[Update: if you enter my promo code on signing up with DreamHost, you get $50 off your 1st year fee (max discount). The code is: KATEVA.]
I suspect Lunarpages is discovering the limits of an outsourcing strategy. I've seen more than one company make that mistake.
The good news is that I'm discovering greener grass at DreamHost, such as WebDav support, full control over DNS CNAME and email MX configuration, SSH/Telnet support and robust Google Apps integration.
As I've noted in prior posts, Google Apps works tolerably well when you do register your domain and sign up for the services at the same time. Google hands off the registrar function to eNom or Go Daddy and everything works. The downsides are you don't have unified management of your domains and you're limited to what Google offers. Meaning no real file management.
On other hand, Google Apps can be pretty frustrating when you try to use a domain held by, say, Lunarpages. The MX and CNAME configuration is complex, and when something breaks there's no-one who owns the problem.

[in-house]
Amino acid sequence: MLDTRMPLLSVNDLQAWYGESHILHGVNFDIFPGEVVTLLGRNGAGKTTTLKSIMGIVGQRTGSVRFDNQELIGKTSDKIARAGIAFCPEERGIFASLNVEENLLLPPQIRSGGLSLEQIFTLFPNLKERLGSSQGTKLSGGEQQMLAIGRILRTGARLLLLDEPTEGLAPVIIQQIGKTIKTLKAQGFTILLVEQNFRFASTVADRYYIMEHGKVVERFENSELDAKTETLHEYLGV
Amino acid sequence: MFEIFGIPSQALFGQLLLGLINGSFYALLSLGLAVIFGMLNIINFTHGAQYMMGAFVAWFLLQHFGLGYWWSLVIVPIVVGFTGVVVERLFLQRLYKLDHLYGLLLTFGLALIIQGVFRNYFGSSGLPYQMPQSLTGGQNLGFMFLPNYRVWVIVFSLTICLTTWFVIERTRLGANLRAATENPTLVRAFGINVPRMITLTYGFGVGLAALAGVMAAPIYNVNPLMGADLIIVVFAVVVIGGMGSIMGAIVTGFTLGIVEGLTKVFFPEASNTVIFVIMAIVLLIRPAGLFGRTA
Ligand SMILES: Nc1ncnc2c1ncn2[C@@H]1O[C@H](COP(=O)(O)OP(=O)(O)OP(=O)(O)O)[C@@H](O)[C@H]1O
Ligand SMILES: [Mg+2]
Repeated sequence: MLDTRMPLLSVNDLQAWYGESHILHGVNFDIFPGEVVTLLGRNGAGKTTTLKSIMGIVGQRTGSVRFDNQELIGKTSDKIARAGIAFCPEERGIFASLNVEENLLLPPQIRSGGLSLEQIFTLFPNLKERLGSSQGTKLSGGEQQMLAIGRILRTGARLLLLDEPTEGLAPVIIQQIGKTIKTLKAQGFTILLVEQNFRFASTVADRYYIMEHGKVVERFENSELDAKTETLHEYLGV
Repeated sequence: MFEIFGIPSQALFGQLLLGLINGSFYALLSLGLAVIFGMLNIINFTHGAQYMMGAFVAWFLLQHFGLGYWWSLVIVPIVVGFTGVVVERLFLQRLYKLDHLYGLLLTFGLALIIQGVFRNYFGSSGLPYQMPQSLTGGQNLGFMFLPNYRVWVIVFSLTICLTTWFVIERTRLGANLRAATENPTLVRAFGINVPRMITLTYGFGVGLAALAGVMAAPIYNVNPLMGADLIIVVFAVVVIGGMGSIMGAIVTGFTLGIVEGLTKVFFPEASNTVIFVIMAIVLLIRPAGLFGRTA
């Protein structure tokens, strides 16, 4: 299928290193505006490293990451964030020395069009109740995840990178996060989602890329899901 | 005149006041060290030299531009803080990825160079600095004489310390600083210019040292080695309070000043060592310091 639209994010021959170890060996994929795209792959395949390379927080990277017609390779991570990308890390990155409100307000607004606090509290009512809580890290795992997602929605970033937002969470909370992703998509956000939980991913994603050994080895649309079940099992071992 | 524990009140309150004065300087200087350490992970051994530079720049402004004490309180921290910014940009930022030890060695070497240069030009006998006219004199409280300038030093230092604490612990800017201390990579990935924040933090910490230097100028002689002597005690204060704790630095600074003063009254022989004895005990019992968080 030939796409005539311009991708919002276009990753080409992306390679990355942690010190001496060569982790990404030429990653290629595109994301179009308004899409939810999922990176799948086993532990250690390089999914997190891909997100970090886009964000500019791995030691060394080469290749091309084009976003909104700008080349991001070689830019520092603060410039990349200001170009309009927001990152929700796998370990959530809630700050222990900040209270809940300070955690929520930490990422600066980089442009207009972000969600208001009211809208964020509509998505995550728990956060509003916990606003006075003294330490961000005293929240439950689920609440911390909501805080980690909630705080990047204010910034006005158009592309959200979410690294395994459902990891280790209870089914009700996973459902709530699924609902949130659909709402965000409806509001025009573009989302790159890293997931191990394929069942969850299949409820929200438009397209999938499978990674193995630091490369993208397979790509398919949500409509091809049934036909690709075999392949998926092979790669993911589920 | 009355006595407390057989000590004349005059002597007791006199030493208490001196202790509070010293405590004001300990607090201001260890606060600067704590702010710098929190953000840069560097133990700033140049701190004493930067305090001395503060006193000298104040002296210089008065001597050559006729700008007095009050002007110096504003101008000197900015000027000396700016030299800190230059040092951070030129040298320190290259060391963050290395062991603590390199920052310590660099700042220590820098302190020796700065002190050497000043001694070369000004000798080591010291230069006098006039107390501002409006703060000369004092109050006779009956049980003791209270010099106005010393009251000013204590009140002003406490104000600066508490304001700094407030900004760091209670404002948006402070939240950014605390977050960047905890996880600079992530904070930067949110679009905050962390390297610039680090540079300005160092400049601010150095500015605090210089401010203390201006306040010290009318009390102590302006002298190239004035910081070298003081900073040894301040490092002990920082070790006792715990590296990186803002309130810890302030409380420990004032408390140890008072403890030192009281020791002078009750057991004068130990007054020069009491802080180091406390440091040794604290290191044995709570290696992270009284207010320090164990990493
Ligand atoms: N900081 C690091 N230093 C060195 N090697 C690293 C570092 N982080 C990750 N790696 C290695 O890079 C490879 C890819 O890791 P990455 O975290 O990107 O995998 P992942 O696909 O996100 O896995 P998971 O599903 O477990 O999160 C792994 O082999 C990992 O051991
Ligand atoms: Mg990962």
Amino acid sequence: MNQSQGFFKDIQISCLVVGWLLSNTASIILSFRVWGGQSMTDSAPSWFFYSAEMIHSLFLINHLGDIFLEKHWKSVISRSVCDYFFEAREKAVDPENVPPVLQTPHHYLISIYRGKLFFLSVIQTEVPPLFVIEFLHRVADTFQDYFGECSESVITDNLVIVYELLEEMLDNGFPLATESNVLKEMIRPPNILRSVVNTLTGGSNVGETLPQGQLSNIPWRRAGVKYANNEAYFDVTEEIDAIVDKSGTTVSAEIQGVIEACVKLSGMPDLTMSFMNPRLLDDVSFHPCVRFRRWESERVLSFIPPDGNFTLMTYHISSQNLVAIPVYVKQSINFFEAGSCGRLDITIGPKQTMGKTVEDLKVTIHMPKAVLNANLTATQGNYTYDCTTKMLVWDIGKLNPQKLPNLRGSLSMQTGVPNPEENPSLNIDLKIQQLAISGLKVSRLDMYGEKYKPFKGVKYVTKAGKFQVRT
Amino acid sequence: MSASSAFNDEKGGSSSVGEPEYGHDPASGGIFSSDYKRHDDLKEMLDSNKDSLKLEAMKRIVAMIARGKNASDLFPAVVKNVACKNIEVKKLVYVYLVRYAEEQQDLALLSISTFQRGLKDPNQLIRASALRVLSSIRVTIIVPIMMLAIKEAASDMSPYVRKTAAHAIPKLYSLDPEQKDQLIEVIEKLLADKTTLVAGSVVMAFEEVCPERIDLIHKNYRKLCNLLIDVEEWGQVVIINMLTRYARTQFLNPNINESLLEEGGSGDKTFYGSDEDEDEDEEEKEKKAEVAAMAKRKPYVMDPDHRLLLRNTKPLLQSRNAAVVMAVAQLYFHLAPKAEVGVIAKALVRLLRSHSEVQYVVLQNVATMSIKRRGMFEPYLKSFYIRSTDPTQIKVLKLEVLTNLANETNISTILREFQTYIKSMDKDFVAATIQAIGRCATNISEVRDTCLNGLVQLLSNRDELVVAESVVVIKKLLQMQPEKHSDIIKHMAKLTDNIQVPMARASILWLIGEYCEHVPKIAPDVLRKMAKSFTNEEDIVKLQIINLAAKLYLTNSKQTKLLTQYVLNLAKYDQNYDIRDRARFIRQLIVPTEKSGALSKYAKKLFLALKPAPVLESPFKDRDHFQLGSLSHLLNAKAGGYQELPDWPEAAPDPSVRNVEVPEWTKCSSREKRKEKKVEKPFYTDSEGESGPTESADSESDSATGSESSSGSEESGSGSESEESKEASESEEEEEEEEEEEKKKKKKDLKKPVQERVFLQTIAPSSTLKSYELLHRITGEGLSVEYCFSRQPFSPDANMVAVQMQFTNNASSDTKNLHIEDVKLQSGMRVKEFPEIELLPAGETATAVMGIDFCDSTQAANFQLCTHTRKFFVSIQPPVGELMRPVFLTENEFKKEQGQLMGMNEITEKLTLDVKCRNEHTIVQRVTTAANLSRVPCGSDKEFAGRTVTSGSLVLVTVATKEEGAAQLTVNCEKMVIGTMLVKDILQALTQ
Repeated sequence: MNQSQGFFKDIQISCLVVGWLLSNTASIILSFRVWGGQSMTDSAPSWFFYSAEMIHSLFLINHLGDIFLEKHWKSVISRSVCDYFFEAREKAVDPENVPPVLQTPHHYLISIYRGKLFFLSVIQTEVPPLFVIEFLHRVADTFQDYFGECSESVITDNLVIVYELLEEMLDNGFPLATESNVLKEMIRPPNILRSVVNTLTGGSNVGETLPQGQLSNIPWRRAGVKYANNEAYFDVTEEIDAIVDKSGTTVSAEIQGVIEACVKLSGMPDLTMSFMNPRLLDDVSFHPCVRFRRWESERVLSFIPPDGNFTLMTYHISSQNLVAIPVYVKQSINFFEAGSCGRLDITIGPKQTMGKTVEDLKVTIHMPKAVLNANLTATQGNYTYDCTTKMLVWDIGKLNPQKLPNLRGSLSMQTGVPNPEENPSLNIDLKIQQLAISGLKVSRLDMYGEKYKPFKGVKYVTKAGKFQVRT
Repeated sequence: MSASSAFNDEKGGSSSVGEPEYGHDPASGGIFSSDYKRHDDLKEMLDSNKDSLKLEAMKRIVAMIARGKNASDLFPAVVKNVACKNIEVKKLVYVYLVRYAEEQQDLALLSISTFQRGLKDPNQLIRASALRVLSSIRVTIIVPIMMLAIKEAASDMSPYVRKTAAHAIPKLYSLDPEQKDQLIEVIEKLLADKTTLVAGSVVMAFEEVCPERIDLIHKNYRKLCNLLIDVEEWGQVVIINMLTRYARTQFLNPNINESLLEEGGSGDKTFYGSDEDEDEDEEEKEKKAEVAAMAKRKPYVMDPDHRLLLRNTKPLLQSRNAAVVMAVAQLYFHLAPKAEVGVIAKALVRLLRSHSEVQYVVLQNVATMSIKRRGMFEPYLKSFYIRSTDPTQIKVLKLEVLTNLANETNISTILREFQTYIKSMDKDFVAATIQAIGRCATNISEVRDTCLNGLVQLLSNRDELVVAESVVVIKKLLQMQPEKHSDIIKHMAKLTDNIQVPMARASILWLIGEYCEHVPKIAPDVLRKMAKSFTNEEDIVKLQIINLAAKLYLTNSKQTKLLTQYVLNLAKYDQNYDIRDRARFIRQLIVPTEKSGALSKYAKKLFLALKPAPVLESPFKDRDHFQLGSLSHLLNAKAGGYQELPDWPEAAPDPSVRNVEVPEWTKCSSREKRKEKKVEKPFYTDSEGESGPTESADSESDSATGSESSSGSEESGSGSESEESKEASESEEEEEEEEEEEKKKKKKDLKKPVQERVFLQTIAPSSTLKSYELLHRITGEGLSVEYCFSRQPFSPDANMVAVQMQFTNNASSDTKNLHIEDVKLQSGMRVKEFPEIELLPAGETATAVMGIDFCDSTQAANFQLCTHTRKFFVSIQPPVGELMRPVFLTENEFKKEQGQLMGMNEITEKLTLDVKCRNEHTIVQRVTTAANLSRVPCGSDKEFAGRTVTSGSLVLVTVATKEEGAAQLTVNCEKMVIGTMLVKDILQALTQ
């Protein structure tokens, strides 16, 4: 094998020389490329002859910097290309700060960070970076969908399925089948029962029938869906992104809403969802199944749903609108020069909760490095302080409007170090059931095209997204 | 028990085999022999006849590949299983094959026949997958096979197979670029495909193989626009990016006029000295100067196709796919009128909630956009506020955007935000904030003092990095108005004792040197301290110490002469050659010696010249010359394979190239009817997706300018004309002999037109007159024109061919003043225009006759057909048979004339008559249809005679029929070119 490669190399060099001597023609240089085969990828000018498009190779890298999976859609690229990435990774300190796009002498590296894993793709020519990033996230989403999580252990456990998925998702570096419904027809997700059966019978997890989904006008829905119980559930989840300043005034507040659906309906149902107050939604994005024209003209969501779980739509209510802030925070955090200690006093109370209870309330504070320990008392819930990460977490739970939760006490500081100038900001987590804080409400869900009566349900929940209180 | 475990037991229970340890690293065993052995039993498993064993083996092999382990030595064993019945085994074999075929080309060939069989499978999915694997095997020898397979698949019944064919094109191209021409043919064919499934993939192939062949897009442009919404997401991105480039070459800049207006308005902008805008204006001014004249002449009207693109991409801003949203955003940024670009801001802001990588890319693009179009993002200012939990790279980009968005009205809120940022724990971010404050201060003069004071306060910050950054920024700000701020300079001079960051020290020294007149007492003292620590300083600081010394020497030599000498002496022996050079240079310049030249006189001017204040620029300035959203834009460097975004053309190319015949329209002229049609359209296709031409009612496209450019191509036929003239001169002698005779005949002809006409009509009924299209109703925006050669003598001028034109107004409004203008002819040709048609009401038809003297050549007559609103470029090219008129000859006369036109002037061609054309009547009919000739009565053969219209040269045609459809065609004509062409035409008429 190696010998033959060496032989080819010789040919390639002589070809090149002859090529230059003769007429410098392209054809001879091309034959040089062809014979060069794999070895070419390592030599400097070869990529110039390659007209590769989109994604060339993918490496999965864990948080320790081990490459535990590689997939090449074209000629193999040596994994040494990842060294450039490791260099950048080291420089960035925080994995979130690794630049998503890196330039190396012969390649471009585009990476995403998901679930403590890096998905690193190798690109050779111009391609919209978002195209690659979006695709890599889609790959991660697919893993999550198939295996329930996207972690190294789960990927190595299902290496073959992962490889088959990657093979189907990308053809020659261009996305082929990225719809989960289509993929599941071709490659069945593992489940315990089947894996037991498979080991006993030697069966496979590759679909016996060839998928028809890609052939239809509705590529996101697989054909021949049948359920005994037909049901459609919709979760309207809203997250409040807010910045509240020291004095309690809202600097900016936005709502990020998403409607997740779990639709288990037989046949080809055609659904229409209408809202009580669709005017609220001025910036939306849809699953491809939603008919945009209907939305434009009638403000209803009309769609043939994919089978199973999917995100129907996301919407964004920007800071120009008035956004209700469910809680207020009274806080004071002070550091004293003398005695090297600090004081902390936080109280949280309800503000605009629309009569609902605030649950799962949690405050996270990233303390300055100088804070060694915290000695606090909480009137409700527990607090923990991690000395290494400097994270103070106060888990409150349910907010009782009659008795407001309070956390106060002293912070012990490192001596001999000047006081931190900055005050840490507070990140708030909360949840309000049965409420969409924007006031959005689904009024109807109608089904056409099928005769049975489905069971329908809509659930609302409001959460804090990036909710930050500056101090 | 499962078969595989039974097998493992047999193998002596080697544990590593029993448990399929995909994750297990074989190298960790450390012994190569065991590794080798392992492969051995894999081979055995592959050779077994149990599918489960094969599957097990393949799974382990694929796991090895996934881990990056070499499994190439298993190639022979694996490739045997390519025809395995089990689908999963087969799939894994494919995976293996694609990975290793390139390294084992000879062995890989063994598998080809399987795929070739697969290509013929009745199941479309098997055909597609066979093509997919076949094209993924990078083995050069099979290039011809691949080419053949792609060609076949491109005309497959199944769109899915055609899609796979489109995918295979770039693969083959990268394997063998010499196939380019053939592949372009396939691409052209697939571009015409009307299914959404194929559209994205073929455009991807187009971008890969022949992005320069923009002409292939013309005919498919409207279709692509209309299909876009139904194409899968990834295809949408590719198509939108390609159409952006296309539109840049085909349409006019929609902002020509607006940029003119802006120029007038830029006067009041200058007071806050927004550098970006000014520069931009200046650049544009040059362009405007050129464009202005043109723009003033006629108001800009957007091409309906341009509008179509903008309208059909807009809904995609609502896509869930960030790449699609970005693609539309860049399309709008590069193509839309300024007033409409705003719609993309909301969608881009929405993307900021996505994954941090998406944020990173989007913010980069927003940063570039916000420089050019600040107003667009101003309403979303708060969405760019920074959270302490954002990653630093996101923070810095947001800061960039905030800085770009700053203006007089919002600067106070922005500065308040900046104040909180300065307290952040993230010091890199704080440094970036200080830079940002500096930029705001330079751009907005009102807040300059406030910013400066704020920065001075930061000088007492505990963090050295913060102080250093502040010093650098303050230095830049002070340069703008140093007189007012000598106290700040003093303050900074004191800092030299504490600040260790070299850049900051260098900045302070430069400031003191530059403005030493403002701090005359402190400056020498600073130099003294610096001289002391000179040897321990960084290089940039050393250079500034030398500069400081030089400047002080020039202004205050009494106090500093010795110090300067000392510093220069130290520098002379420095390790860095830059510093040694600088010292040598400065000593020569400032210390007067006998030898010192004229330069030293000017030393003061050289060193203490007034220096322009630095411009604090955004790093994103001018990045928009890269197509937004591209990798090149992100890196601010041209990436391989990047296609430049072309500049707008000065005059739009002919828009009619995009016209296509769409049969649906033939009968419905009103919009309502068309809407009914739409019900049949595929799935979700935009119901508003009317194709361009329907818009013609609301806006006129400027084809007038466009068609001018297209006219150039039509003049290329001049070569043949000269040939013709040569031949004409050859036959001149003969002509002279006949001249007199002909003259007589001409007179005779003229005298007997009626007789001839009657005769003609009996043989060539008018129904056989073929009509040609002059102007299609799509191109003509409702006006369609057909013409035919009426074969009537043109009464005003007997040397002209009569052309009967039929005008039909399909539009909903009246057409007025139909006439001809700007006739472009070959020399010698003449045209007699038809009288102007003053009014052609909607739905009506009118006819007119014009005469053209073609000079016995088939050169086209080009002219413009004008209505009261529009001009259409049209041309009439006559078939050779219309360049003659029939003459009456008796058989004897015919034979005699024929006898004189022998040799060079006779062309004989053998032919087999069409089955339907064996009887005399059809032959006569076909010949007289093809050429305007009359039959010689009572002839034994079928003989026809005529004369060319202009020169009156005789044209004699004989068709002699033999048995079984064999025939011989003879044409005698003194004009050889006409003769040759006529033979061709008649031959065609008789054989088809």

From what I see of DreamHost, it looks like the best of both worlds. Every domain, even the throwaway "dreamhoster" domain I'm using for initial setup, can have a companion Google Apps service. So you get consolidated domain ownership through DreamHost (they're a registrar as well as a hosting service), Google Apps functionality, and file services.
I'll update this post as I learn more during my upcoming domain migrations.
There are two ways to configure your companion Google Apps with Dreamhost
- optimal: In this case domain_name.com and www.domain_name.com resolve to the files you host at DreamHost. Calendar, docs, mail, sites, and start map via CNAME to ghs.google.com. You can't change these CNAME values. You can add new ones, but these are fixed.
- Google Apps only: domain_name.com and www.domain_name.com resolve as controlled by Google Apps; there's no real role for DreamHost file hosting. DreamHost assigns fixed, non-editable, CNAME values for calendar, docs, sites, start and www and configures email for Google Apps. Unlike Google's usual Google Apps registrars (eNom for example), you can't change these settings. So if you prefer "wiki" to sites there will still be a CNAME for sites.